Cover of "Wall-E (Single-Disc Edition)"

Cover of Wall-E (Single-Disc Edition)

Only rather recently did I see this movie and I was surprised by the quality of it’s story. I thought Wall-E was geared for younger minds, so I didn’t get around to seeing it until word of mouth reached me. The plot takes a few leaps into a near-fantasy realm but it still retains a fascinating plausibility. Talking about the full scale of this movie would be difficult, so I’m just going to comment on a few scenes that I think are worth reflecting on.

** Spoiler Alert **
Sorry folks, there’s no way around this. Stop reading if you haven’t seen this movie. WALL-E is a masterpiece and I don’t want to spoil anyone’s enjoyment.

In the beginning scenes, a large spacecraft lands and deposits a robotic probe. The ship seems to waste a staggering amount of fuel, just to drop one robot on the surface. The ship has a module sprout from a compartment to place the probe and has a robotic arm that seems to serve no other purpose than to press buttons on the case of the probe. It’s established that a faster-than-light drive exists, but scenes of this ship travelling in space suggest this ship is a sleeper-vessel. This means the trip could take far longer than is suggested, the passage of which would mean little for the robots. I think the way this operation is so compartmentalized, wasteful and slow-moving is the filmmaker’s way of commenting on the way modern corporations operate.

On board the Axiom is a population of humans who have been deeply conditioned by a long period of being in space. The Axiom is a project by the Buy & Large corporation, mostly managed by robotic staff which handles the population’s needs. It’s evidenced that everything the humans interact with are produced from B&L and that their education is controlled. We see that subjects as basic as farming are unknown, and that the ship’s Captain learned about it by fluke chance. The scale of control strongly suggests that the population is being conditioned by a social engineering program. It’s also interesting to consider that the Axiom is just one of many ships, with varying degrees of socially engineered populations.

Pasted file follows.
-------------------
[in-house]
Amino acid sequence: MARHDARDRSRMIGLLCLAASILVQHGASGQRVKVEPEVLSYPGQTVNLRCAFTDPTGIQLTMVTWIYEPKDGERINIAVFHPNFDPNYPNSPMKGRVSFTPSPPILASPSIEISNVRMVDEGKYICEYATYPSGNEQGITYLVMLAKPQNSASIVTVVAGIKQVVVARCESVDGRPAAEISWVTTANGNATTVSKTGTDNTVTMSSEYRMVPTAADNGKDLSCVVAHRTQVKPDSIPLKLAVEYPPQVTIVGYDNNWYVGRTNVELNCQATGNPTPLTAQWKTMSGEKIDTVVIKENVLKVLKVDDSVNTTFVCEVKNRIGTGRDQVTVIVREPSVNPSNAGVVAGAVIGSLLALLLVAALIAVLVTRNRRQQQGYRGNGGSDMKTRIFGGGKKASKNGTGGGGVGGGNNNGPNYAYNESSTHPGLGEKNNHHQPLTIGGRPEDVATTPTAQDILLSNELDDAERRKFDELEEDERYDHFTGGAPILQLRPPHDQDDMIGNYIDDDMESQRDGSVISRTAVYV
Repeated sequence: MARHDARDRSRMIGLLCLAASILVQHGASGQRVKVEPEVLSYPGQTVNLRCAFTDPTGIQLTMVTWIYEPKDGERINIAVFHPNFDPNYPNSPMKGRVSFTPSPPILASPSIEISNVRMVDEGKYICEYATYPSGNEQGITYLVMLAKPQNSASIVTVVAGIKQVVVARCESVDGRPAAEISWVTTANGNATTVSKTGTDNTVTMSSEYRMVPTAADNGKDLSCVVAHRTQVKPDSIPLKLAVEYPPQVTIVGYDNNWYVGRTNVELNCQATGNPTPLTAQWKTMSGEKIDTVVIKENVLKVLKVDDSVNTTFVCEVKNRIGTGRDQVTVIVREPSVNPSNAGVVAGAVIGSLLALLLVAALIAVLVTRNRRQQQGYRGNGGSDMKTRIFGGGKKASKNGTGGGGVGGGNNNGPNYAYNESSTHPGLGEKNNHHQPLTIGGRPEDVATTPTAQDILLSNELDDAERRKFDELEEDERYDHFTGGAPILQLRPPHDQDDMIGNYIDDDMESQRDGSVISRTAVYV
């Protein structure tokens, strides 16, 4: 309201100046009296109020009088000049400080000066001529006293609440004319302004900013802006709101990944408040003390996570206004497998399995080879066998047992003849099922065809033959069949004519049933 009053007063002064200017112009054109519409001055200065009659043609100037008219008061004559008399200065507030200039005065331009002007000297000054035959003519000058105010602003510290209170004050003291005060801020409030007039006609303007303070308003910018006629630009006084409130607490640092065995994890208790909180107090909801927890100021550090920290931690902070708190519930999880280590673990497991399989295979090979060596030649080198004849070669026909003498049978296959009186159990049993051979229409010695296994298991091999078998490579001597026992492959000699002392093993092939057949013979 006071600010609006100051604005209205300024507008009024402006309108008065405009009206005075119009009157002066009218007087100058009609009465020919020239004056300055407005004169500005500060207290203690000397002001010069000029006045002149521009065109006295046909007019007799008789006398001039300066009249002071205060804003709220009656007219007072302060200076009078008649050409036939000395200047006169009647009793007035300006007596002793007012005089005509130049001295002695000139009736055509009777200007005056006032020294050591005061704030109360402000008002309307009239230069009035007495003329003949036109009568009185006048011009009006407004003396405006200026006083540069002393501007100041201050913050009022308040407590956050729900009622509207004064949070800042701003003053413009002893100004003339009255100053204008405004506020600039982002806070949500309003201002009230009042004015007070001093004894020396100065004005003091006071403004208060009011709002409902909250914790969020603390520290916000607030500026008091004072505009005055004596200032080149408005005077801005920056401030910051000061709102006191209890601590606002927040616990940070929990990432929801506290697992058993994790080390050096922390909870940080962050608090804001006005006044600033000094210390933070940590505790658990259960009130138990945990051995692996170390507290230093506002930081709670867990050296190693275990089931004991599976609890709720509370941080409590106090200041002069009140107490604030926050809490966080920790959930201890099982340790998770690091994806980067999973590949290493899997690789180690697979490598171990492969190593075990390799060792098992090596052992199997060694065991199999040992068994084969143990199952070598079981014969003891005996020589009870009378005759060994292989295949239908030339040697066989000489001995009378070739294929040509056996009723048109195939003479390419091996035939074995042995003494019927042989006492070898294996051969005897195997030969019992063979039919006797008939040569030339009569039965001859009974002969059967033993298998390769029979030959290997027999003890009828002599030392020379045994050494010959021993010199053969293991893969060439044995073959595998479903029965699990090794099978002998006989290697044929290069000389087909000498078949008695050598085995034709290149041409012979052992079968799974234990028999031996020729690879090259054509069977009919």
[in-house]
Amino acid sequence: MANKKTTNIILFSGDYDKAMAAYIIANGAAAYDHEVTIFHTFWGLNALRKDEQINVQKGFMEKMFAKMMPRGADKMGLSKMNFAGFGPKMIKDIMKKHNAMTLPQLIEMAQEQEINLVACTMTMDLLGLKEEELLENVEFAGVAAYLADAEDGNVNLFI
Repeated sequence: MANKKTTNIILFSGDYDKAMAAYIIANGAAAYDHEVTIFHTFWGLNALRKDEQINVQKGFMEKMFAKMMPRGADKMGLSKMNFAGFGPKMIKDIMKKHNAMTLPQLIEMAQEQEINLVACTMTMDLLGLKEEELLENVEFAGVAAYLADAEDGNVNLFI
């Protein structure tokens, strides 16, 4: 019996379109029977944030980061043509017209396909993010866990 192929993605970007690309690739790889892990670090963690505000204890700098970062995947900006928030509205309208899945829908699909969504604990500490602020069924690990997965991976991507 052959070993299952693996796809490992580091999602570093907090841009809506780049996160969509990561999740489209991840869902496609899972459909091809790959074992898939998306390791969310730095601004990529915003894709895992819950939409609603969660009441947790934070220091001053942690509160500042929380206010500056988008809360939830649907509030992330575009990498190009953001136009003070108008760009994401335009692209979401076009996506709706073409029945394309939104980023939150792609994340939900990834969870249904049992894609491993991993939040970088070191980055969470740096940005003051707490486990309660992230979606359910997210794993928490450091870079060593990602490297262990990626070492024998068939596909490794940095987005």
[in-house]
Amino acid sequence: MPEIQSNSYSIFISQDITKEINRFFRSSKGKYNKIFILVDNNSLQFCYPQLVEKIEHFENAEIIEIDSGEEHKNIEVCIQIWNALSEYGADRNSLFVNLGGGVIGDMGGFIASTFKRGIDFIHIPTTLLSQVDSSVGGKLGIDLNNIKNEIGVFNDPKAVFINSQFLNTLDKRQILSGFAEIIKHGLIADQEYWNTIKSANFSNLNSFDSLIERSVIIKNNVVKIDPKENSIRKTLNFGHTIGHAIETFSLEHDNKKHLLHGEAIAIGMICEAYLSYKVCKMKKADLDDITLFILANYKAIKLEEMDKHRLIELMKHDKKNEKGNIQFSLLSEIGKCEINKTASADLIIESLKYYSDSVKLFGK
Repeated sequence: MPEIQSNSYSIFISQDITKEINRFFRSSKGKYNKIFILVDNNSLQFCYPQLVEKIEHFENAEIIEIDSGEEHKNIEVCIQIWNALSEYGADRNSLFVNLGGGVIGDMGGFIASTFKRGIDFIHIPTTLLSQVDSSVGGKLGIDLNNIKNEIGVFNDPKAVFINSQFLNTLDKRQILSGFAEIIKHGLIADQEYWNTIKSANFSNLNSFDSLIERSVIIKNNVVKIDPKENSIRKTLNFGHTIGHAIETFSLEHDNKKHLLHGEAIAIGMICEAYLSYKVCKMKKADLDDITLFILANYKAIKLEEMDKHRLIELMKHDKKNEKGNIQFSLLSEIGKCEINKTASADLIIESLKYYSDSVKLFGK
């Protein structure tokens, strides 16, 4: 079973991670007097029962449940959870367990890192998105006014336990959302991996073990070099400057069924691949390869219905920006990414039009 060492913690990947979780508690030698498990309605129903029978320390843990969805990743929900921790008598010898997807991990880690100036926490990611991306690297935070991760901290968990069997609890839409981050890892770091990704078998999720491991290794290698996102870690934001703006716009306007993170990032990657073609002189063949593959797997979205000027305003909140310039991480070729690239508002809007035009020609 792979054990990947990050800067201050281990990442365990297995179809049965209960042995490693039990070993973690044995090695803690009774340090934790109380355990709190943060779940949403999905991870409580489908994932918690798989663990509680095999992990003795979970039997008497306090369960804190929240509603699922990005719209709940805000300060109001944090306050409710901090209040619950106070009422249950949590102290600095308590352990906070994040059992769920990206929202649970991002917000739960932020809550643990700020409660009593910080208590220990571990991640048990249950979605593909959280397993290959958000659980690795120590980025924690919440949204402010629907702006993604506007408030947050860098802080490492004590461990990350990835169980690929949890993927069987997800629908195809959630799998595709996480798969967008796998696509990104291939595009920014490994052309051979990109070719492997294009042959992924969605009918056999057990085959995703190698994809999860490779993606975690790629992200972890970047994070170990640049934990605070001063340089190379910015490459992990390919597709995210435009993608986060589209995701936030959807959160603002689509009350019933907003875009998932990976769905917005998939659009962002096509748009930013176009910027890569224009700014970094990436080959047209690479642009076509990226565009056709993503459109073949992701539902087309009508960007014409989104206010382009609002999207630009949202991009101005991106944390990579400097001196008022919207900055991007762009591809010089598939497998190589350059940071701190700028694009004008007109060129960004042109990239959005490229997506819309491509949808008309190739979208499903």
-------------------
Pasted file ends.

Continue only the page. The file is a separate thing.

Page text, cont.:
When on board the Axiom, WALL-E meets two minor characters, John and Mary. Wall-E’s odd behaviour breaks them out of their regular routines. They seems pleasantly curious about the robot, I find this isn’t much different from people’s reaction when admiring wildlife. Mary is later seen stargazing while others file past. She sees the two robots embraced in dance and recognizes WALL-E, she excitedly shows the first person to pass by, which happened to be John. They watch the robots move through the sea of stars and a moment of intimacy is shared between them. It suggests to me that despite being in the grip of social engineering, they are still capable of sharing compassion for each other and their seemingly lifeless robotic servants, as though there are parts of ourselves that can’t ever be truly controlled. They both seemed more aware of their surroundings after encountering WALL-E, I doubt Mary would have been stargazing or that John would have been as invested had WALL-E not bumped into them.

Wall-E seems to be a pretty old robot, about 700 years by my estimate. So I found it interesting that two industrial-sized Wall-E work in the bowels of the ship, managing waste. They realize they almost threw two friendly robots out the airlock and they help Eve repair Wall-E by halting operations and shining lights on them. I wonder how long the pair have been alone together below deck and if there is any unspoken intimacy between these two monstrous looking robots.


During that scene, Wall-E hands Eve the plant for her to complete her programmed directive. She seems disillusioned by her earlier attempts to finish the assignment, when her fellow robots worked against that goal and tried to kill Wall-E. She holds the plant and stares at it silently, this reflects an earlier scene with Wall-E doing the same with a compacted cube of waste he created. The robots seem to be weighing the value of their contributions and perhaps, themselves.

My thoughts are that Wall-E was simply following his desires and along the way he influenced the behaviour of other robots. The message I get here is that we shouldn’t underestimate the influential effect we have on each other, the other side of that coin being the threat of allowing corporate influence with veiled motivations to creep into our lives.

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1 Response

  1. I actually really enjoyed this movie. He (Wall-E) was an extremely personable robot considering that he didn’t speak throughout the film. The dance sequence was really cool too & the gradual growth of feelings between Wall-E and Eve … really well done. It’s actually quite amazing how much human emotion these animated films are able to make you feel!

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